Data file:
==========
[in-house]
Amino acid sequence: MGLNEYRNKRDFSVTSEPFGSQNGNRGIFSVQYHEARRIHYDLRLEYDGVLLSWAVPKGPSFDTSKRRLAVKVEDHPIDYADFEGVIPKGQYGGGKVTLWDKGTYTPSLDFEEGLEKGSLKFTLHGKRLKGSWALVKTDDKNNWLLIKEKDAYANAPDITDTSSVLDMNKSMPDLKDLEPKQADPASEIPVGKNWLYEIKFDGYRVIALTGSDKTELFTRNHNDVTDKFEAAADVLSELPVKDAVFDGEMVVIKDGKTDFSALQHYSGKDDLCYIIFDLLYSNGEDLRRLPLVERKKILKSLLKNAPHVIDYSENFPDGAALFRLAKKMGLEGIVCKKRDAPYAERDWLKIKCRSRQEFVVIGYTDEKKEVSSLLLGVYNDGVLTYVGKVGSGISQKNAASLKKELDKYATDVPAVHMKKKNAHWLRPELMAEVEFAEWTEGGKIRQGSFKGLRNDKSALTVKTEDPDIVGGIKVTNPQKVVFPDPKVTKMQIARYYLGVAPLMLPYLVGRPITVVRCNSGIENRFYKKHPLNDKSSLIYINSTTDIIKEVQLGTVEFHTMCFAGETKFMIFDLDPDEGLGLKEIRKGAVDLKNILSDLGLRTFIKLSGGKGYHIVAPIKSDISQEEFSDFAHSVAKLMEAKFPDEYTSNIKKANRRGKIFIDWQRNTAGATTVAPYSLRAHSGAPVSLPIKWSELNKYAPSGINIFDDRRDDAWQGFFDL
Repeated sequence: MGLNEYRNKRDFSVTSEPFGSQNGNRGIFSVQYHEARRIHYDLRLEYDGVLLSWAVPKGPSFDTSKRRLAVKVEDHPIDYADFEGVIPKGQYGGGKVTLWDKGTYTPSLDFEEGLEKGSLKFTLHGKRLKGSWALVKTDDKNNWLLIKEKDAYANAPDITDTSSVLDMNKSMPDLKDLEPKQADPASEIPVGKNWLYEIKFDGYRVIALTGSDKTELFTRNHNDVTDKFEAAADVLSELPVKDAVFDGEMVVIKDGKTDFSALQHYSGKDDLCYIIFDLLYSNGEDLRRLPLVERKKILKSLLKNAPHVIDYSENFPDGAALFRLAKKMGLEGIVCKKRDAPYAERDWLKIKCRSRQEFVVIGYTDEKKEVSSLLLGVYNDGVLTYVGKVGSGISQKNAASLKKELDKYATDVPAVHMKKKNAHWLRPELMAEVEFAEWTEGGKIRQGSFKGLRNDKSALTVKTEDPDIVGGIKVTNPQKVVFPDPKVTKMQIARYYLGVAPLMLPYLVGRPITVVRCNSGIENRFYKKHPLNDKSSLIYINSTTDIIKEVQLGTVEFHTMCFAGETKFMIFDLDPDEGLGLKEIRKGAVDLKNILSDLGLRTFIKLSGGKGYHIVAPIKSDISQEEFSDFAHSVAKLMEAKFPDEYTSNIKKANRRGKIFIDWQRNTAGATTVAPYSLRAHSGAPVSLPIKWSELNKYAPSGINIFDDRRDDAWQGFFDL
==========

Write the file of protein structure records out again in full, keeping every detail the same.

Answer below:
[in-house]
Amino acid sequence: MGLNEYRNKRDFSVTSEPFGSQNGNRGIFSVQYHEARRIHYDLRLEYDGVLLSWAVPKGPSFDTSKRRLAVKVEDHPIDYADFEGVIPKGQYGGGKVTLWDKGTYTPSLDFEEGLEKGSLKFTLHGKRLKGSWALVKTDDKNNWLLIKEKDAYANAPDITDTSSVLDMNKSMPDLKDLEPKQADPASEIPVGKNWLYEIKFDGYRVIALTGSDKTELFTRNHNDVTDKFEAAADVLSELPVKDAVFDGEMVVIKDGKTDFSALQHYSGKDDLCYIIFDLLYSNGEDLRRLPLVERKKILKSLLKNAPHVIDYSENFPDGAALFRLAKKMGLEGIVCKKRDAPYAERDWLKIKCRSRQEFVVIGYTDEKKEVSSLLLGVYNDGVLTYVGKVGSGISQKNAASLKKELDKYATDVPAVHMKKKNAHWLRPELMAEVEFAEWTEGGKIRQGSFKGLRNDKSALTVKTEDPDIVGGIKVTNPQKVVFPDPKVTKMQIARYYLGVAPLMLPYLVGRPITVVRCNSGIENRFYKKHPLNDKSSLIYINSTTDIIKEVQLGTVEFHTMCFAGETKFMIFDLDPDEGLGLKEIRKGAVDLKNILSDLGLRTFIKLSGGKGYHIVAPIKSDISQEEFSDFAHSVAKLMEAKFPDEYTSNIKKANRRGKIFIDWQRNTAGATTVAPYSLRAHSGAPVSLPIKWSELNKYAPSGINIFDDRRDDAWQGFFDL
Repeated sequence: MGLNEYRNKRDFSVTSEPFGSQNGNRGIFSVQYHEARRIHYDLRLEYDGVLLSWAVPKGPSFDTSKRRLAVKVEDHPIDYADFEGVIPKGQYGGGKVTLWDKGTYTPSLDFEEGLEKGSLKFTLHGKRLKGSWALVKTDDKNNWLLIKEKDAYANAPDITDTSSVLDMNKSMPDLKDLEPKQADPASEIPVGKNWLYEIKFDGYRVIALTGSDKTELFTRNHNDVTDKFEAAADVLSELPVKDAVFDGEMVVIKDGKTDFSALQHYSGKDDLCYIIFDLLYSNGEDLRRLPLVERKKILKSLLKNAPHVIDYSENFPDGAALFRLAKKMGLEGIVCKKRDAPYAERDWLKIKCRSRQEFVVIGYTDEKKEVSSLLLGVYNDGVLTYVGKVGSGISQKNAASLKKELDKYATDVPAVHMKKKNAHWLRPELMAEVEFAEWTEGGKIRQGSFKGLRNDKSALTVKTEDPDIVGGIKVTNPQKVVFPDPKVTKMQIARYYLGVAPLMLPYLVGRPITVVRCNSGIENRFYKKHPLNDKSSLIYINSTTDIIKEVQLGTVEFHTMCFAGETKFMIFDLDPDEGLGLKEIRKGAVDLKNILSDLGLRTFIKLSGGKGYHIVAPIKSDISQEEFSDFAHSVAKLMEAKFPDEYTSNIKKANRRGKIFIDWQRNTAGATTVAPYSLRAHSGAPVSLPIKWSELNKYAPSGINIFDDRRDDAWQGFFDL